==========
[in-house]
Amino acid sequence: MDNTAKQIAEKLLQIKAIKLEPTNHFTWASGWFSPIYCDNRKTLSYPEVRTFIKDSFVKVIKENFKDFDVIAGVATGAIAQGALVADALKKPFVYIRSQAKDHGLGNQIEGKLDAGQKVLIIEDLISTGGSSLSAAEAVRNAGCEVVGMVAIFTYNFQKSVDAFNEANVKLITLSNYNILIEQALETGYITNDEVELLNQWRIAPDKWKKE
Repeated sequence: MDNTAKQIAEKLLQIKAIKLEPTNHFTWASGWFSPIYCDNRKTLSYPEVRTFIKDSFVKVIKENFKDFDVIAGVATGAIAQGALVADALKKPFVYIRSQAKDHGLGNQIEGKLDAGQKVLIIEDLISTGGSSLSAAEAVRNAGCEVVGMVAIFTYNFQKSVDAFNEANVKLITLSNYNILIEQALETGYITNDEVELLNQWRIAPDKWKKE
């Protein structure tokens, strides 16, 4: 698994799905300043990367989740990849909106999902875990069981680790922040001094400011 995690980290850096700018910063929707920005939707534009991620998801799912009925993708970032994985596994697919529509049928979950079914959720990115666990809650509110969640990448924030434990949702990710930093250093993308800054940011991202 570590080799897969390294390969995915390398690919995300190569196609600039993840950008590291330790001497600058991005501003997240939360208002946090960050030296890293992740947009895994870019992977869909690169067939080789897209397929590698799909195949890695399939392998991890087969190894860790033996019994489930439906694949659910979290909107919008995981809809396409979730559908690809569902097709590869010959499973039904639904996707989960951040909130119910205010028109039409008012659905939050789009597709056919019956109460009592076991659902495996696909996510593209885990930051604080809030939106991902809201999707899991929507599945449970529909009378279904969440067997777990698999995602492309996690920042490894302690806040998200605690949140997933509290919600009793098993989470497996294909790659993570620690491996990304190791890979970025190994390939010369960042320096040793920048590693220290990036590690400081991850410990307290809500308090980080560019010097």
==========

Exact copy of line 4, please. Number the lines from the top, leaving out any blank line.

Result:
């Protein structure tokens, strides 16, 4: 698994799905300043990367989740990849909106999902875990069981680790922040001094400011 995690980290850096700018910063929707920005939707534009991620998801799912009925993708970032994985596994697919529509049928979950079914959720990115666990809650509110969640990448924030434990949702990710930093250093993308800054940011991202 570590080799897969390294390969995915390398690919995300190569196609600039993840950008590291330790001497600058991005501003997240939360208002946090960050030296890293992740947009895994870019992977869909690169067939080789897209397929590698799909195949890695399939392998991890087969190894860790033996019994489930439906694949659910979290909107919008995981809809396409979730559908690809569902097709590869010959499973039904639904996707989960951040909130119910205010028109039409008012659905939050789009597709056919019956109460009592076991659902495996696909996510593209885990930051604080809030939106991902809201999707899991929507599945449970529909009378279904969440067997777990698999995602492309996690920042490894302690806040998200605690949140997933509290919600009793098993989470497996294909790659993570620690491996990304190791890979970025190994390939010369960042320096040793920048590693220290990036590690400081991850410990307290809500308090980080560019010097």